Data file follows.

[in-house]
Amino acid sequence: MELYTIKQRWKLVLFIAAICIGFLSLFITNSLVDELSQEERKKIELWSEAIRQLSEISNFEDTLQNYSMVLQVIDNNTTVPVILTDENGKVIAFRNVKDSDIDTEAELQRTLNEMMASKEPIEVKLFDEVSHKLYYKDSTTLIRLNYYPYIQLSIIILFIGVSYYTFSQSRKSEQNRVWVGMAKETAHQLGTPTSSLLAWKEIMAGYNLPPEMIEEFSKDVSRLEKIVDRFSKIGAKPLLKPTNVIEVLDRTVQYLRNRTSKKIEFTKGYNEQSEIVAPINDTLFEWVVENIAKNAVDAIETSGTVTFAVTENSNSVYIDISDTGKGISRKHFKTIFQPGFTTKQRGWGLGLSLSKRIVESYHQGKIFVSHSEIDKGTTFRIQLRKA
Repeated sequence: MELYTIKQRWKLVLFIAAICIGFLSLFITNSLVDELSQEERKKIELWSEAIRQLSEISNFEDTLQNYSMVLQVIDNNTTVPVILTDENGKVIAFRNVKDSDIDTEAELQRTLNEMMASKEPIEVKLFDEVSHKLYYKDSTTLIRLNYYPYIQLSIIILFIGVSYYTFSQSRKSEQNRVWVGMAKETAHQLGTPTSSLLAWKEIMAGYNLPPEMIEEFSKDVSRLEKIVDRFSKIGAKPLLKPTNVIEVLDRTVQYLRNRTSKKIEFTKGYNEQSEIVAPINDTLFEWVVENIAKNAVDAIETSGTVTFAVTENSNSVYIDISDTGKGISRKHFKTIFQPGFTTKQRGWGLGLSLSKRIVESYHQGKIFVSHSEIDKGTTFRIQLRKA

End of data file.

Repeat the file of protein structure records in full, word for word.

[in-house]
Amino acid sequence: MELYTIKQRWKLVLFIAAICIGFLSLFITNSLVDELSQEERKKIELWSEAIRQLSEISNFEDTLQNYSMVLQVIDNNTTVPVILTDENGKVIAFRNVKDSDIDTEAELQRTLNEMMASKEPIEVKLFDEVSHKLYYKDSTTLIRLNYYPYIQLSIIILFIGVSYYTFSQSRKSEQNRVWVGMAKETAHQLGTPTSSLLAWKEIMAGYNLPPEMIEEFSKDVSRLEKIVDRFSKIGAKPLLKPTNVIEVLDRTVQYLRNRTSKKIEFTKGYNEQSEIVAPINDTLFEWVVENIAKNAVDAIETSGTVTFAVTENSNSVYIDISDTGKGISRKHFKTIFQPGFTTKQRGWGLGLSLSKRIVESYHQGKIFVSHSEIDKGTTFRIQLRKA
Repeated sequence: MELYTIKQRWKLVLFIAAICIGFLSLFITNSLVDELSQEERKKIELWSEAIRQLSEISNFEDTLQNYSMVLQVIDNNTTVPVILTDENGKVIAFRNVKDSDIDTEAELQRTLNEMMASKEPIEVKLFDEVSHKLYYKDSTTLIRLNYYPYIQLSIIILFIGVSYYTFSQSRKSEQNRVWVGMAKETAHQLGTPTSSLLAWKEIMAGYNLPPEMIEEFSKDVSRLEKIVDRFSKIGAKPLLKPTNVIEVLDRTVQYLRNRTSKKIEFTKGYNEQSEIVAPINDTLFEWVVENIAKNAVDAIETSGTVTFAVTENSNSVYIDISDTGKGISRKHFKTIFQPGFTTKQRGWGLGLSLSKRIVESYHQGKIFVSHSEIDKGTTFRIQLRKA